En español | Death rates from liver cancer rose by 43 percent between 2000 and 2016, a “significant” spike that was especially deadly for older Americans, the Centers for Disease Control and Prevention revealed this week.
The CDC's report did not identify the cause of such a big increase or the reasons that some states had a much higher rate than others. The National Cancer Institute has pointed to hepatitis infections, diabetes and rising obesity as risk factors for liver cancer.
In 2016 the highest rates were in the District of Columbia, Louisiana, Hawaii, Mississippi and New Mexico. The lowest rates were in Vermont, Maine, Montana, Utah and Nebraska.
Americans 75 and older had the highest death rates, followed by the age groups 65 to 74 and 55 to 64. All experienced increases since 2000.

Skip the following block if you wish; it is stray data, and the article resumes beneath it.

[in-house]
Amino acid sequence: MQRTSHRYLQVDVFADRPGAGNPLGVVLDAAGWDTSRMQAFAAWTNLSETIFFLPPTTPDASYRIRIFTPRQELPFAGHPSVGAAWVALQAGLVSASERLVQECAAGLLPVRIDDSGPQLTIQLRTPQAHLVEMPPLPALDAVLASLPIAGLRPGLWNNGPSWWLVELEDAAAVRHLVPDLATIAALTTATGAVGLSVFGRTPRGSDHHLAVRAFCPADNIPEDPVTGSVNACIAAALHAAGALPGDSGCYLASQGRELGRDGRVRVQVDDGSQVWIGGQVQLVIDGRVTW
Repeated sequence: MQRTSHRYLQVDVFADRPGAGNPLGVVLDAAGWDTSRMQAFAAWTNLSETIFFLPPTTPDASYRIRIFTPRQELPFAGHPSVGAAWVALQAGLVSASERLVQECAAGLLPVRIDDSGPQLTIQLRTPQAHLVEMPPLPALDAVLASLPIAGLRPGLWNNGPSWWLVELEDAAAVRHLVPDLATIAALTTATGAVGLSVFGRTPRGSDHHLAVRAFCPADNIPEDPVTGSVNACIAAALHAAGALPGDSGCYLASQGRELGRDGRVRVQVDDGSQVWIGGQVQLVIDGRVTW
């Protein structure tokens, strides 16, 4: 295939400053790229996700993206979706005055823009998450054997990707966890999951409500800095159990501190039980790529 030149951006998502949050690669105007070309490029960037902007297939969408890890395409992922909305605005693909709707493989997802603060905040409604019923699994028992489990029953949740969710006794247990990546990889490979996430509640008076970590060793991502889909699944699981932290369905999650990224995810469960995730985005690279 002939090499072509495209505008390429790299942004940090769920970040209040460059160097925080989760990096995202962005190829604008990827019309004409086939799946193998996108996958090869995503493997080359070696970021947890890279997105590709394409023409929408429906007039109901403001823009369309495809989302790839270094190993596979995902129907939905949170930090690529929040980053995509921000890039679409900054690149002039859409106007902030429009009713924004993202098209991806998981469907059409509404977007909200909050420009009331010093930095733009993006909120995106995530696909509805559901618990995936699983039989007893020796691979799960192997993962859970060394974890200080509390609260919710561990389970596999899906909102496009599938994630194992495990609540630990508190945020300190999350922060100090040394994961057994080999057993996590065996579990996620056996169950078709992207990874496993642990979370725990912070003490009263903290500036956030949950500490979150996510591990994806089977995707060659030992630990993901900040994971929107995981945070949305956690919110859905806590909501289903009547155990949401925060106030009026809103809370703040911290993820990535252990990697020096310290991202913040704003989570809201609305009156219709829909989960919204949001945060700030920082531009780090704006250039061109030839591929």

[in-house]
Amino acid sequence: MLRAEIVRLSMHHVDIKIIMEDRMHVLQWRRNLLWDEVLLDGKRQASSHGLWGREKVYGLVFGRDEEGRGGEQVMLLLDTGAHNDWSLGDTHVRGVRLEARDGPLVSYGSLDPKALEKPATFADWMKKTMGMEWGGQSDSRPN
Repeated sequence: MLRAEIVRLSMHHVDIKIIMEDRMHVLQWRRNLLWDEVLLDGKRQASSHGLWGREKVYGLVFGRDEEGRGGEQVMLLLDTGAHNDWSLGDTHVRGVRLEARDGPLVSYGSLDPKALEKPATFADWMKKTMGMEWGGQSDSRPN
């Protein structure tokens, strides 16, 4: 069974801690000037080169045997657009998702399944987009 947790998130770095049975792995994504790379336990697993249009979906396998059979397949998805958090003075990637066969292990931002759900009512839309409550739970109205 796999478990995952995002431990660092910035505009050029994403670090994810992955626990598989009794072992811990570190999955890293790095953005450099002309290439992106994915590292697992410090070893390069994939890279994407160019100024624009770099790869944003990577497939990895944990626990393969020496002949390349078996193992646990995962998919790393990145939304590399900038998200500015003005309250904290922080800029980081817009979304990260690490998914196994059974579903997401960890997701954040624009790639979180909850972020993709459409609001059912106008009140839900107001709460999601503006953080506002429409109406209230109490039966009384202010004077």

According to the report:
- For those 75 and older, the death rate increased 35 percent from 2000 to 2016.
- For those ages 65 to 74, the rate rose 7 percent from 2000 to 2008 and 37 percent from 2008 to 2016.
- For those ages 55 to 64, the rate soared 109 percent from 2000 to 2013 but remained stable through 2016.
- For those ages 45 to 54, the rate jumped 31 percent from 2000 to 2005, remained stable from 2005 to 2012 and then decreased 20 percent from 2012 to 2016.
The death rate for men was 2 to 2.5 times the rate for women from 2000 to 2016, the CDC reported.